Restaurant Brands International’s organic revenue growth has been practically nil of late, with last quarter’s system-wide sales growth rolling in at less than 3%. Operating income has been similarly stagnant. That may be the result of not just a competitive quick-service environment, but an increasingly competitive one – a market that doesn’t facilitate the kind of unique product Buffett prefers his companies to sell.
Market value: $34.7 billion
Gullane Capital Partners’ Miller doesn’t think the $3.7 billion Delta Air Lines (DAL, $50.86) stake in Berkshire Hathaway’s portfolio – or Southwest Airlines (LUV) for that matter – was prompted by Warren Buffett, either. He explains, “Mr. Buffett has commented pretty negatively on the airline space over the years, and actually speaks a lot about his poor experience with his U.S. Airways investment.”
He was largely referencing Buffett’s 2007 letter to shareholders, which didn’t mince words when he lamented about airlines:
“The worst sort of business is one that grows rapidly, requires significant capital to engender the growth, and then earns little or no money. Think airlines. Here a durable competitive advantage has proven elusive ever since the days of the Wright Brothers. Indeed, if a farsighted capitalist had been present at Kitty Hawk, he would have done his successors a huge favor by shooting Orville down. The airline industry’s demand for capital ever since that first flight has been insatiable. Investors have poured money into a bottomless pit, attracted by growth when they should have been repelled by it. And I, to my shame, participated in this foolishness when I had Berkshire buy U.S. Air preferred stock in 1989.”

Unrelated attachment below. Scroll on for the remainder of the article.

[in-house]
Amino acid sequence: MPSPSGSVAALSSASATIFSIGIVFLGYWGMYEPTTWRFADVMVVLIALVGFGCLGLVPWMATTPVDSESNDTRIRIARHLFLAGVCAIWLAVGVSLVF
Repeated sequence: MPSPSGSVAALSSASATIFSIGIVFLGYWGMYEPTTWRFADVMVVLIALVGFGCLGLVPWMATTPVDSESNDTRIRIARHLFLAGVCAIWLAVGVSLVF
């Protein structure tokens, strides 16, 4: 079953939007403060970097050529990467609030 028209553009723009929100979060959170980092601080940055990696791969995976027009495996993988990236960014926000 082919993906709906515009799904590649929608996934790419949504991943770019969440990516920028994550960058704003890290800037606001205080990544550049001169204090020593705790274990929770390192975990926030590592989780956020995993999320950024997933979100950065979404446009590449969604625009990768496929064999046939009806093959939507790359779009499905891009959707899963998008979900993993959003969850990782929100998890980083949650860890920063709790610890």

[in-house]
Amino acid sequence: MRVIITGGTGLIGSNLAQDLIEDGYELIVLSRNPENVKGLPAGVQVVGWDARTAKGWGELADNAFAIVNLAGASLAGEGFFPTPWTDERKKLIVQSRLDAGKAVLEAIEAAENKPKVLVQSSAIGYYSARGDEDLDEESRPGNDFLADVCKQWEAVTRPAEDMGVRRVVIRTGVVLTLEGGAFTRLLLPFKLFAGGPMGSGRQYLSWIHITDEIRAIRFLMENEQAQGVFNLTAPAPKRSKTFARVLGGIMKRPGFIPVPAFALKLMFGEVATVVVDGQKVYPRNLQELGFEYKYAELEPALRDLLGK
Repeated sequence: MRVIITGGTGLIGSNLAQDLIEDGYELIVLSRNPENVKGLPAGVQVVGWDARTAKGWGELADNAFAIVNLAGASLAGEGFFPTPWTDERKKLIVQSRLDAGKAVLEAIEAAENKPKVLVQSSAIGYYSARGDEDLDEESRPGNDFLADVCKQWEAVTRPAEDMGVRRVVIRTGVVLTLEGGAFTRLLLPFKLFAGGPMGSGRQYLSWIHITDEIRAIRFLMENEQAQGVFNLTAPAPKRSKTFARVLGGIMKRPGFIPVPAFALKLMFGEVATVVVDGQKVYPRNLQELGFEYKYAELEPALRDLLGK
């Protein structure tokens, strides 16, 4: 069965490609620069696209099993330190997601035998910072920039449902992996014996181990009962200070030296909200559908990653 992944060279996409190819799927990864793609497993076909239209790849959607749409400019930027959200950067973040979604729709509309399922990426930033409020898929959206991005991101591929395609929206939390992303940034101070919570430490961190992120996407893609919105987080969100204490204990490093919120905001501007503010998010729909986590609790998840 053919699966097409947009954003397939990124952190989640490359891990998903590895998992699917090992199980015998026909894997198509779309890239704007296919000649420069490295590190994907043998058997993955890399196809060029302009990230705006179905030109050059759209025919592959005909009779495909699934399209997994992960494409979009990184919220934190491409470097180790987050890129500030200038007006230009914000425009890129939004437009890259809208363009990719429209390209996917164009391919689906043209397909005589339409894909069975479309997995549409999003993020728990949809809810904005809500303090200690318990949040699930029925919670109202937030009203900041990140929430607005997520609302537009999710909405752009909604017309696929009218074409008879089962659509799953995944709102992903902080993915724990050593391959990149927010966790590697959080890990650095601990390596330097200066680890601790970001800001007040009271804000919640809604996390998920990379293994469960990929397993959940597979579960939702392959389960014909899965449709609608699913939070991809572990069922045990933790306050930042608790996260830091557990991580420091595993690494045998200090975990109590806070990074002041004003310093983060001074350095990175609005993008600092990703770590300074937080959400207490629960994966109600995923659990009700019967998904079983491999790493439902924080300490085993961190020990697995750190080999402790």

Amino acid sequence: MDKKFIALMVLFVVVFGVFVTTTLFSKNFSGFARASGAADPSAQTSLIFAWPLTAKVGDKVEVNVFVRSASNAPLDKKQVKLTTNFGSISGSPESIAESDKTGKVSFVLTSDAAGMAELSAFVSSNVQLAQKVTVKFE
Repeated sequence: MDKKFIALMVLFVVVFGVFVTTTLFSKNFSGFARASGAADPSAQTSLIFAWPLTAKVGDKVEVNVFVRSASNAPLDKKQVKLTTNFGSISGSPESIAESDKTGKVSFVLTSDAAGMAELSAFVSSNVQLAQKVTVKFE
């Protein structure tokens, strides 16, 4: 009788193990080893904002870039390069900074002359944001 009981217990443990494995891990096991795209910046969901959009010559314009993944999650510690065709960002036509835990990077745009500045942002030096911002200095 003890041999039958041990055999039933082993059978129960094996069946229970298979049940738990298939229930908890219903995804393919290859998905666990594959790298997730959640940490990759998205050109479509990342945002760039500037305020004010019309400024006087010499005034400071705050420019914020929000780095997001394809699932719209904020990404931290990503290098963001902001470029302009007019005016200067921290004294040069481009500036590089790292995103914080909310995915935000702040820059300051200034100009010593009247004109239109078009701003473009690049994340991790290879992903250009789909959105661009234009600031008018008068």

Miller says, “I think (Weschler or Combs) likely brought airlines to his attention because of the fact that now, you more or less have an oligopoly after all of the airline consolidations, rational pricing seems to be in place, fuel costs have been low for four years, the strong economy has boosted revenue/profits, and more efficient aircraft/and labor contracts are contributing to the revenue predictability of the business.”